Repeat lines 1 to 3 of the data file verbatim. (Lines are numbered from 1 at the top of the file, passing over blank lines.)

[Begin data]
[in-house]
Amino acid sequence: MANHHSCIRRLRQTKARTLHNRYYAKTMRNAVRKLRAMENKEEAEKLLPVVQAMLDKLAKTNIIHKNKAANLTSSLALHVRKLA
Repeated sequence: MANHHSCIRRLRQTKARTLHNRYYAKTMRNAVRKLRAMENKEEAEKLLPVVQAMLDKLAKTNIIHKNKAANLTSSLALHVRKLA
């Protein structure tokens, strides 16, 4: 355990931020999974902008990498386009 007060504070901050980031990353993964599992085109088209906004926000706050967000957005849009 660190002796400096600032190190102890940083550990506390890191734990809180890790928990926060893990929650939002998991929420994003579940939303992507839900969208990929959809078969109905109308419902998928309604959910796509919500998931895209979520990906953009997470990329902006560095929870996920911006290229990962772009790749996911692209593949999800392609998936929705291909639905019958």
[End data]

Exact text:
[in-house]
Amino acid sequence: MANHHSCIRRLRQTKARTLHNRYYAKTMRNAVRKLRAMENKEEAEKLLPVVQAMLDKLAKTNIIHKNKAANLTSSLALHVRKLA
Repeated sequence: MANHHSCIRRLRQTKARTLHNRYYAKTMRNAVRKLRAMENKEEAEKLLPVVQAMLDKLAKTNIIHKNKAANLTSSLALHVRKLA